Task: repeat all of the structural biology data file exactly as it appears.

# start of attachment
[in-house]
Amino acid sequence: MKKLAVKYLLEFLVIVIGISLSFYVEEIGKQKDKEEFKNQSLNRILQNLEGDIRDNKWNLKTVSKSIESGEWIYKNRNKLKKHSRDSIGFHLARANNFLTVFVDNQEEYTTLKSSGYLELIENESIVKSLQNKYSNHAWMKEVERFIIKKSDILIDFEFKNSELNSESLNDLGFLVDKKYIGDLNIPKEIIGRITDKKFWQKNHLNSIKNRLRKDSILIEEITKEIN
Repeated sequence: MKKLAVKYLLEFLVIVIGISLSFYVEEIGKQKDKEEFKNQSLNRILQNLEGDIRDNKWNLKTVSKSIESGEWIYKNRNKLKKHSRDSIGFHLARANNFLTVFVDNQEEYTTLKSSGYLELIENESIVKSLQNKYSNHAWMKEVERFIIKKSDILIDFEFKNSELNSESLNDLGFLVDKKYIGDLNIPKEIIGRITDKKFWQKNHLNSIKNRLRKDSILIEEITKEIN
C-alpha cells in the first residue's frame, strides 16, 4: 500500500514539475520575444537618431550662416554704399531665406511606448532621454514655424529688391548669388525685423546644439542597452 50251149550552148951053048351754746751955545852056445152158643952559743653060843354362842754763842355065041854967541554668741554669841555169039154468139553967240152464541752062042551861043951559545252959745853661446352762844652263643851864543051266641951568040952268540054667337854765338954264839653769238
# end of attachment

[in-house]
Amino acid sequence: MKKLAVKYLLEFLVIVIGISLSFYVEEIGKQKDKEEFKNQSLNRILQNLEGDIRDNKWNLKTVSKSIESGEWIYKNRNKLKKHSRDSIGFHLARANNFLTVFVDNQEEYTTLKSSGYLELIENESIVKSLQNKYSNHAWMKEVERFIIKKSDILIDFEFKNSELNSESLNDLGFLVDKKYIGDLNIPKEIIGRITDKKFWQKNHLNSIKNRLRKDSILIEEITKEIN
Repeated sequence: MKKLAVKYLLEFLVIVIGISLSFYVEEIGKQKDKEEFKNQSLNRILQNLEGDIRDNKWNLKTVSKSIESGEWIYKNRNKLKKHSRDSIGFHLARANNFLTVFVDNQEEYTTLKSSGYLELIENESIVKSLQNKYSNHAWMKEVERFIIKKSDILIDFEFKNSELNSESLNDLGFLVDKKYIGDLNIPKEIIGRITDKKFWQKNHLNSIKNRLRKDSILIEEITKEIN
C-alpha cells in the first residue's frame, strides 16, 4: 500500500514539475520575444537618431550662416554704399531665406511606448532621454514655424529688391548669388525685423546644439542597452 50251149550552148951053048351754746751955545852056445152158643952559743653060843354362842754763842355065041854967541554668741554669841555169039154468139553967240152464541752062042551861043951559545252959745853661446352762844652263643851864543051266641951568040952268540054667337854765338954264839653769238